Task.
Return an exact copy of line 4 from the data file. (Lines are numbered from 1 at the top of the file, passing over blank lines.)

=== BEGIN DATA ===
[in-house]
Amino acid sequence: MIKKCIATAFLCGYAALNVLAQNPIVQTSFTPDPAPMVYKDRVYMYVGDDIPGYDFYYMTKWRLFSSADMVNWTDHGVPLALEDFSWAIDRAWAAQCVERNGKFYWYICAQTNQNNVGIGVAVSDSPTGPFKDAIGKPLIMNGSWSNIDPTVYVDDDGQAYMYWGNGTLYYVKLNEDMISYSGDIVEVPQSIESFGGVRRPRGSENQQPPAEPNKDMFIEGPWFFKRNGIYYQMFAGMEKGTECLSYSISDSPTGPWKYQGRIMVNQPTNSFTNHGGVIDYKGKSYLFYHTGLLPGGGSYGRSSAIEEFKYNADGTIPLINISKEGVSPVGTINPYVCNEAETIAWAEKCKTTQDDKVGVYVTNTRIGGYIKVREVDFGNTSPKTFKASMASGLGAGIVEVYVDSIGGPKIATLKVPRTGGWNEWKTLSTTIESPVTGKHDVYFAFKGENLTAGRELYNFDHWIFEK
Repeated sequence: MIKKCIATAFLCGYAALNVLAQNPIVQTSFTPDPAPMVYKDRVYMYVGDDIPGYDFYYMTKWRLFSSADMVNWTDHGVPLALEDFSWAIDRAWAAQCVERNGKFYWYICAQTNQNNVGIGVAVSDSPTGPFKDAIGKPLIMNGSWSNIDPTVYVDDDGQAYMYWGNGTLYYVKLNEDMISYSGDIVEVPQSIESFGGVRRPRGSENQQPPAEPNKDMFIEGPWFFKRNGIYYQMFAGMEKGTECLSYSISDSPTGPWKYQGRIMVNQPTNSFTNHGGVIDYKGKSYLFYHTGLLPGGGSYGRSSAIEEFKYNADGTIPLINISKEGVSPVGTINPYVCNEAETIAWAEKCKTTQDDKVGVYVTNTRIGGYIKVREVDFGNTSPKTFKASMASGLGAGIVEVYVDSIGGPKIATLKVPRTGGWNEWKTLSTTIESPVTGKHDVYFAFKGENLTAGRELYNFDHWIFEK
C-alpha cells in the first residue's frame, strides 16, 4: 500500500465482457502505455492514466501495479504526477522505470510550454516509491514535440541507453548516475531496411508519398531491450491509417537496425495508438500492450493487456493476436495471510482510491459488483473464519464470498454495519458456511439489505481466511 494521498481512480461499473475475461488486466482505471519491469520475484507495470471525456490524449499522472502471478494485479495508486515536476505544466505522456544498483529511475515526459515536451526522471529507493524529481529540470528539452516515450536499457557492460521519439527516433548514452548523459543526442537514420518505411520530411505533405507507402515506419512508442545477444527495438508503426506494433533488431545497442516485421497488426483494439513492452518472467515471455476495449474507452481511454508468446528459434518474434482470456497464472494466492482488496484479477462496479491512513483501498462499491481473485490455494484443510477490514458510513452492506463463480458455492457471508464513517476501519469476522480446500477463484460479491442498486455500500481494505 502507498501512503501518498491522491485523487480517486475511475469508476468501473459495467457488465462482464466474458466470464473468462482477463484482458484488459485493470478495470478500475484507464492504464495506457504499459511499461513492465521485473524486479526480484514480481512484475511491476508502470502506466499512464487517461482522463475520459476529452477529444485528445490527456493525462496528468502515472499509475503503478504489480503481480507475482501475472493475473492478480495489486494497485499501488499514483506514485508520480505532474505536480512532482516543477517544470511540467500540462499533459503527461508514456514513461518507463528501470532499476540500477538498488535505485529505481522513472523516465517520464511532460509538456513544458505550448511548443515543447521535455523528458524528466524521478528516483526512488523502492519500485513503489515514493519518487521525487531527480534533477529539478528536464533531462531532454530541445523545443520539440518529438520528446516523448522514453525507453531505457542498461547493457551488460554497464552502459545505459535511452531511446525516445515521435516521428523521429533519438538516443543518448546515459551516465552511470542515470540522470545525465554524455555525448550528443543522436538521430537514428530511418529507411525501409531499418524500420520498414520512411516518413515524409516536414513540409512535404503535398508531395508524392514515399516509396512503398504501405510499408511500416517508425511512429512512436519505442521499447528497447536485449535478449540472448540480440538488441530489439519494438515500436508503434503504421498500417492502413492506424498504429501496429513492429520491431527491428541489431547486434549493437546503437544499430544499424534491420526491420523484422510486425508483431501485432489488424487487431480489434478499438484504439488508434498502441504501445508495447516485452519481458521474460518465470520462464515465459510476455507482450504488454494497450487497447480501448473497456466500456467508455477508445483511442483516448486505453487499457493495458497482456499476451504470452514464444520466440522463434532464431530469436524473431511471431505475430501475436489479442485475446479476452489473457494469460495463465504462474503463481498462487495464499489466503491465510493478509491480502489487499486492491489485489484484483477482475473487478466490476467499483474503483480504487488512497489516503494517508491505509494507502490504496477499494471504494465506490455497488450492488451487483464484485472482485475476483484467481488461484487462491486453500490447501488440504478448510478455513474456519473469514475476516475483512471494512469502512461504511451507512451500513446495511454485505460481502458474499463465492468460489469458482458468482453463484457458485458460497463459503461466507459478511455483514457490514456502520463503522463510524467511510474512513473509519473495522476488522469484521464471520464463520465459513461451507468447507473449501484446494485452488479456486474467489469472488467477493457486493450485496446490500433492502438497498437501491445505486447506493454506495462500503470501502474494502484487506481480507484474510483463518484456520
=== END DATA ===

C-alpha cells in the first residue's frame, strides 16, 4: 500500500465482457502505455492514466501495479504526477522505470510550454516509491514535440541507453548516475531496411508519398531491450491509417537496425495508438500492450493487456493476436495471510482510491459488483473464519464470498454495519458456511439489505481466511 494521498481512480461499473475475461488486466482505471519491469520475484507495470471525456490524449499522472502471478494485479495508486515536476505544466505522456544498483529511475515526459515536451526522471529507493524529481529540470528539452516515450536499457557492460521519439527516433548514452548523459543526442537514420518505411520530411505533405507507402515506419512508442545477444527495438508503426506494433533488431545497442516485421497488426483494439513492452518472467515471455476495449474507452481511454508468446528459434518474434482470456497464472494466492482488496484479477462496479491512513483501498462499491481473485490455494484443510477490514458510513452492506463463480458455492457471508464513517476501519469476522480446500477463484460479491442498486455500500481494505 502507498501512503501518498491522491485523487480517486475511475469508476468501473459495467457488465462482464466474458466470464473468462482477463484482458484488459485493470478495470478500475484507464492504464495506457504499459511499461513492465521485473524486479526480484514480481512484475511491476508502470502506466499512464487517461482522463475520459476529452477529444485528445490527456493525462496528468502515472499509475503503478504489480503481480507475482501475472493475473492478480495489486494497485499501488499514483506514485508520480505532474505536480512532482516543477517544470511540467500540462499533459503527461508514456514513461518507463528501470532499476540500477538498488535505485529505481522513472523516465517520464511532460509538456513544458505550448511548443515543447521535455523528458524528466524521478528516483526512488523502492519500485513503489515514493519518487521525487531527480534533477529539478528536464533531462531532454530541445523545443520539440518529438520528446516523448522514453525507453531505457542498461547493457551488460554497464552502459545505459535511452531511446525516445515521435516521428523521429533519438538516443543518448546515459551516465552511470542515470540522470545525465554524455555525448550528443543522436538521430537514428530511418529507411525501409531499418524500420520498414520512411516518413515524409516536414513540409512535404503535398508531395508524392514515399516509396512503398504501405510499408511500416517508425511512429512512436519505442521499447528497447536485449535478449540472448540480440538488441530489439519494438515500436508503434503504421498500417492502413492506424498504429501496429513492429520491431527491428541489431547486434549493437546503437544499430544499424534491420526491420523484422510486425508483431501485432489488424487487431480489434478499438484504439488508434498502441504501445508495447516485452519481458521474460518465470520462464515465459510476455507482450504488454494497450487497447480501448473497456466500456467508455477508445483511442483516448486505453487499457493495458497482456499476451504470452514464444520466440522463434532464431530469436524473431511471431505475430501475436489479442485475446479476452489473457494469460495463465504462474503463481498462487495464499489466503491465510493478509491480502489487499486492491489485489484484483477482475473487478466490476467499483474503483480504487488512497489516503494517508491505509494507502490504496477499494471504494465506490455497488450492488451487483464484485472482485475476483484467481488461484487462491486453500490447501488440504478448510478455513474456519473469514475476516475483512471494512469502512461504511451507512451500513446495511454485505460481502458474499463465492468460489469458482458468482453463484457458485458460497463459503461466507459478511455483514457490514456502520463503522463510524467511510474512513473509519473495522476488522469484521464471520464463520465459513461451507468447507473449501484446494485452488479456486474467489469472488467477493457486493450485496446490500433492502438497498437501491445505486447506493454506495462500503470501502474494502484487506481480507484474510483463518484456520